Happy Memorial Day to our American listeners and salubrious salutations to everybody else! It's another newsletter from A Way with Words.

We're starting the summer season, so this past weekend's show was an "encore presentation." A re-run, a replay, whatever you want call it--but a good one. It was the "road trip" episode in which we discussed "padiddle," how to pronounce "aunt," and the superstitious saying "bread and butter."

Listen here:


The padiddle call, by the way, may very well have generated more email and phone calls than any other over the last 12 months.

Those of you who listen by podcast will have have an extra treat this summer. Just like last year, we're going to put online-only minicasts in the feed. They'll be good calls that didn't make it on the air because we just didn't have time for them. Two host with gifts of gab plus savvy, chatty callers can turn out more yammering than a farmyard before a thunderstorm.

Look for those online-only minicasts to start in our podcast feed on June 2.

This week we received three books in the mail. We haven't read them yet, but let's take a moment to superficially judge them. You don't have enough time to read the books that are really worthy of your attention, so you've got to cull the weak and sick somehow, right?

"The Other" by David Guterson, author of "Snow Falling on Cedars." The breathless copy on the dust jacket flap says,"When […] the two boys meet in 1972 at age sixteen, they're brought together by what they have in common: a fierce intensity and a love of the outdoors that takes them, together and often, into Washington's remote backcountry, where they must rely on their wits--and each other--to survive." We smell a movie.

"Mistress of the Sun" by Sandra Gulland, author of the "Josephine B." trilogy. It's historical fiction based on the life of Louise de la Valliere, the highest ranking consort of France's Louis XIV. For what it's worth, the book fails Grant's "dialogue text": if there's so much dialogue that the pages look more like a screenplay than a novel, then he passes on it.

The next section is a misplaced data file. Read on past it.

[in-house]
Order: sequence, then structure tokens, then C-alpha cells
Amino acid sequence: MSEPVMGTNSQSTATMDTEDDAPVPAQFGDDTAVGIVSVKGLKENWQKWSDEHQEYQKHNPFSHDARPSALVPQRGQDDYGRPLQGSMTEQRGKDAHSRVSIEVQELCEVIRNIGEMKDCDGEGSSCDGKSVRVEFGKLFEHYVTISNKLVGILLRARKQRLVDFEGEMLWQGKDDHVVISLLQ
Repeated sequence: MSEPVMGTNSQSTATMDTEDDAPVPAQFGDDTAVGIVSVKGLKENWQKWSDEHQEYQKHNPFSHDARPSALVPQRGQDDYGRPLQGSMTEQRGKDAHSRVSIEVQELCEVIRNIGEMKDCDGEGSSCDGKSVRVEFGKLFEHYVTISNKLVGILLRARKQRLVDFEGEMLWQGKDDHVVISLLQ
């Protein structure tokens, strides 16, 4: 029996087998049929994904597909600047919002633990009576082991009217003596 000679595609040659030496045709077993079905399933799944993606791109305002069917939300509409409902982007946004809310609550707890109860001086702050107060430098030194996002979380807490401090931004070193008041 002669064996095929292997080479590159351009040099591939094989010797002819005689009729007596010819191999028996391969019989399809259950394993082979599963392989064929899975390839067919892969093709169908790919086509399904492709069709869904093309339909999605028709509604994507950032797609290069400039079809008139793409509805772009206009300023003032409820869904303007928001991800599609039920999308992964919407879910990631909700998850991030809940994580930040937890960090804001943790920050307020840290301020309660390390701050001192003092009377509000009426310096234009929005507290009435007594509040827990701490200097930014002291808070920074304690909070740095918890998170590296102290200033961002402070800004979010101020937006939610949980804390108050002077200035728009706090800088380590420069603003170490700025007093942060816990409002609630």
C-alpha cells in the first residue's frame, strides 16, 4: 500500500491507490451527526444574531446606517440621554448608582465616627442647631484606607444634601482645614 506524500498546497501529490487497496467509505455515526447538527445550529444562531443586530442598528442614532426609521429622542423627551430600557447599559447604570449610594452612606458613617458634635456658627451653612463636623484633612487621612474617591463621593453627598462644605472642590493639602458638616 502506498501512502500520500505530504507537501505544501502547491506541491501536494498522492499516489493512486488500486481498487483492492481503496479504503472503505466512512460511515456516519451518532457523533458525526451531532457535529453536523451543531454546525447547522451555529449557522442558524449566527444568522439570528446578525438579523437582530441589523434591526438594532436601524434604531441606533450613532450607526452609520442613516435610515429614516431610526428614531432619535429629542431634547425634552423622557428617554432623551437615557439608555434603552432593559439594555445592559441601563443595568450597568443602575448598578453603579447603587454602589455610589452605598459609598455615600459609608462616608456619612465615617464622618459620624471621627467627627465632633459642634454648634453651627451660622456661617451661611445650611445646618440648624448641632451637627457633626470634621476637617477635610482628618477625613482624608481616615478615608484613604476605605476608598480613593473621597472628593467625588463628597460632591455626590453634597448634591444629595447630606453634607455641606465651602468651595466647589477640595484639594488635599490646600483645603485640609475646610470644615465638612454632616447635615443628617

"The Seven Sins" by Jon Land. It's about a male crime-linked casino owner of Italian heritage and his sure-to-be sexy female lawyer who uncover secrets about a mystical medallion. It's supposedly based on the story of the real-life Fabrizio Boccardi, "an Italian investor with international business interests." Ooh, mysterious! Fabrizio has a photo on the back flap in which he lists to starboard to such a degree that we're sure one of his legs is shorter than the other. The press release says "he's dated supermodels." All that confers upon him is a glowing halo of lanugo shed by the stick-thin forms of the self-starving, but if he wants to put us up in the high-roller suite of the mega casino the press release says he's going to build, then we'll bring a lint brush.

That's all from us this week. Our discussion forums are open for your opinions and questions, the phone line is on 24 hours a day, and we read every email you send, even if we can't respond to every one. Keep it coming!

Until next week,

Martha Barnette and Grant Barrett

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